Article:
manaement of natural resoueces from all relevant interest groups
||LAND, VEGETATION AND WILDLIFE (10 strategies)
To implement best-practice management for protecting native vegetation,
controlling environmental weeds and maintaining habitat for native
wildlife populations. To rehabilitate degraded areas, especially
riparian areas and areas with high potential for soil erosion;
To strengthen the role of local Landcare groups and other avtivities
for promoting and supporting sustainable rural industries.
||WATER, WETLANDS AND WATERWAYS (4 strategies)
To ensure protection of water quality and quantity for use by
residents, the commercial sector and ecosystems, through integrated
consultation, planning, management and monitoring
||COASTAL AND MARINE ENVIRONMENTS (7 strategies)To encourage relevant
agencies to develop a coastal zone management plan, and support
community participation in the planning by providing appropriate
participation opportunities and information and awareness activities;
and To progress the collaborative development of a long term plan
for indigenous involvement in local natural resources management,
in a spirit of reconciliation and of respect for traditional customs
and legitimate Aboriginal aspirations.
||ENVIRONMENTAL QUALITY (3 strategies)
To encourage the local community and commercial sector to develop,
implement and maintain best-practice standards in pollution control;
and To encourage support for clean production technologies to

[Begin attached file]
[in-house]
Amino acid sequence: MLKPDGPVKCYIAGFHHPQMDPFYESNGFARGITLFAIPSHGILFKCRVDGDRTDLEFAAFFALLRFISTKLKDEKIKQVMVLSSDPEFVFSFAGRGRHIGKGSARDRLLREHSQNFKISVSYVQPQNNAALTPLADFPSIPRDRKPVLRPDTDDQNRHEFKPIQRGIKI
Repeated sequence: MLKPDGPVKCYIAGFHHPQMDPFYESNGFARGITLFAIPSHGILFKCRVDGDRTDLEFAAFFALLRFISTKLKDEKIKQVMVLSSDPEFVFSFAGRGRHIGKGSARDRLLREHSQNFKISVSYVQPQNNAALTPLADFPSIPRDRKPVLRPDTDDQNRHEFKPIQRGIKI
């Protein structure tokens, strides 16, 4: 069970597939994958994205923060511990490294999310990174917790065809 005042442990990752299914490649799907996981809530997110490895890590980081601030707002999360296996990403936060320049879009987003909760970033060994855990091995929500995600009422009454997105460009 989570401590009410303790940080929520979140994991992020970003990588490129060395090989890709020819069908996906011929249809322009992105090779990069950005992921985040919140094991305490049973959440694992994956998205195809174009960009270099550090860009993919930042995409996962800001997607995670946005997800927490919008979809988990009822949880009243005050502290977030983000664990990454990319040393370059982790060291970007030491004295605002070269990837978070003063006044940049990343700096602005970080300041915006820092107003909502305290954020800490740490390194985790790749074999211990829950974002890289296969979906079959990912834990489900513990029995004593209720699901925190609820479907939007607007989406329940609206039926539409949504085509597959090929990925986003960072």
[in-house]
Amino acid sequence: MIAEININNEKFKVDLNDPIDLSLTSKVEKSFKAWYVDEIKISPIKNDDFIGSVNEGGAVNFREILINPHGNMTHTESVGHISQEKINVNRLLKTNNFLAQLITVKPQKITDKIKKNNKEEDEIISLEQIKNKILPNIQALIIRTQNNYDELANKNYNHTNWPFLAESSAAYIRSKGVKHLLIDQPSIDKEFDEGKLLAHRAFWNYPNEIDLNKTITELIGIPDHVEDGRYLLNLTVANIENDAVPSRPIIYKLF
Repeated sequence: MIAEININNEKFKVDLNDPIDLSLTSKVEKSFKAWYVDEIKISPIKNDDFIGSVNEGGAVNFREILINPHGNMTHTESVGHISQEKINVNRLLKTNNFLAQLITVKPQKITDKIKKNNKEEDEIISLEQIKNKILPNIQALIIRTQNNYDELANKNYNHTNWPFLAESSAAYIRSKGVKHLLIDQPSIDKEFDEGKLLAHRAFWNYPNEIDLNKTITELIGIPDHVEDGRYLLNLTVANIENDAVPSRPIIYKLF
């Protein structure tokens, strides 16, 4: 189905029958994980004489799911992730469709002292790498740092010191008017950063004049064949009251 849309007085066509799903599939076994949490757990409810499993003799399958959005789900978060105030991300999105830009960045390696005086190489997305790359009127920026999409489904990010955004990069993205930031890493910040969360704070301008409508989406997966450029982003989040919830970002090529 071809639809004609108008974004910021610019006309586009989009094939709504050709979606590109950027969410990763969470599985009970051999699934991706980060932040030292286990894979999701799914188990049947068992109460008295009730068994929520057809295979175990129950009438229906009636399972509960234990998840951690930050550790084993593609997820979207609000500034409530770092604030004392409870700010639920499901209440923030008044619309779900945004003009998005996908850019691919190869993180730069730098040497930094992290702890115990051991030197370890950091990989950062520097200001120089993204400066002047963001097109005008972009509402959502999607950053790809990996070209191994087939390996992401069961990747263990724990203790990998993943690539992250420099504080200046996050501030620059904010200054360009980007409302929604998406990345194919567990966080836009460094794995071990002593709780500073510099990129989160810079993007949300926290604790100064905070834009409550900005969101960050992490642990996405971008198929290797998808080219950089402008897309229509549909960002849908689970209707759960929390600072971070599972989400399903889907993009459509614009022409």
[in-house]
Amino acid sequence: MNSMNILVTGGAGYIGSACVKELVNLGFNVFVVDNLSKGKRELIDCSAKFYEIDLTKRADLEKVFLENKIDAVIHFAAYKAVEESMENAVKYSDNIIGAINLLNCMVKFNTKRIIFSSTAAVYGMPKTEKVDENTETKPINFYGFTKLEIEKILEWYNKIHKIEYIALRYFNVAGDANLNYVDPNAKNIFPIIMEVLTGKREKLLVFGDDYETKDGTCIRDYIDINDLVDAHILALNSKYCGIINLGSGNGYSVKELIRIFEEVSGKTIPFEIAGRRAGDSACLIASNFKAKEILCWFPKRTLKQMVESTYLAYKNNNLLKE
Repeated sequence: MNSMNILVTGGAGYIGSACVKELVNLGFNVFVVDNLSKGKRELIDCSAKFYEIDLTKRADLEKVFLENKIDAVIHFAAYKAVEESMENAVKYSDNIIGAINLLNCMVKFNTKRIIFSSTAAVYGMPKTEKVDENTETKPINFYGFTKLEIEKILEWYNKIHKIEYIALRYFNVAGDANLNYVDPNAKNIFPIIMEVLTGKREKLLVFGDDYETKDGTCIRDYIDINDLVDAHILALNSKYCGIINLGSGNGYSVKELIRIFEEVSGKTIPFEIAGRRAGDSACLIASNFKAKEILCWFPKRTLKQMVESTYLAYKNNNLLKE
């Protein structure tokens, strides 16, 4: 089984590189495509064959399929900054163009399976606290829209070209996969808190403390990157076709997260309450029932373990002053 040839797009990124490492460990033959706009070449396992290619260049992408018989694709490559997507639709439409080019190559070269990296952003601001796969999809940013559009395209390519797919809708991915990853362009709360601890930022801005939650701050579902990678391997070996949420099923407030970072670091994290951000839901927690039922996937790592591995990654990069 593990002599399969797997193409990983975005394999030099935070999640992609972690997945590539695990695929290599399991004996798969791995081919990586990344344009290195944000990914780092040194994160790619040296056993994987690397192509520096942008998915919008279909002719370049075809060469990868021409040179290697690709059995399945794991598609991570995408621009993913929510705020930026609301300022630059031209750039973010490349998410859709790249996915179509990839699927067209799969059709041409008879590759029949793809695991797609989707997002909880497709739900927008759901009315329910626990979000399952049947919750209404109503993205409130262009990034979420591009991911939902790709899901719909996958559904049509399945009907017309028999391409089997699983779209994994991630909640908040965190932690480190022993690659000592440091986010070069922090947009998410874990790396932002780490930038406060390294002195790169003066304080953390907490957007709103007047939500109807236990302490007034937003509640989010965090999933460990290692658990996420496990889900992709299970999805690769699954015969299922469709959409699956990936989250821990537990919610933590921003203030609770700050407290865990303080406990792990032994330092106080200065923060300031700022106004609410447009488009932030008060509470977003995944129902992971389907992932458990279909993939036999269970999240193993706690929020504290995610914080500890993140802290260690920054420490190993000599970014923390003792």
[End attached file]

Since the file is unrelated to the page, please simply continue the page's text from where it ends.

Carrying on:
ensure ecological sustainability of industrial and urban activities.
||COMMUNITY INVOLVEMENT AND EDUCATION (6 strategies)
To raise the environmental understanding of our community and
encourageinformed debate and wider involvement in ecologically
sustainable activities inTownsville-Thuringowa.
Each of the six
Sections begins with a broad overview of the relevant issues. This is
followed by a series of Strategies for improving the management of specific
types of natural resources. There are 31 Strategies in all, and each
one is laid out on a single page with the following types of information:
are the issues?: A background discussion examines some of the
short-comings in the way we currently manage and use the particular
resource(s) under consideration.
is this important?: A dot-point list of statements describes
why the resources deserve protection.
can we do about it?: The goals for the Strategy are set.
can this strategy achieve?: The desired outcomes (achievements)
for the Strategy are listed.
- Each desired
outcome has been given a priority for its achievement. The process
used for determining the priorities is explained in Appendix C. The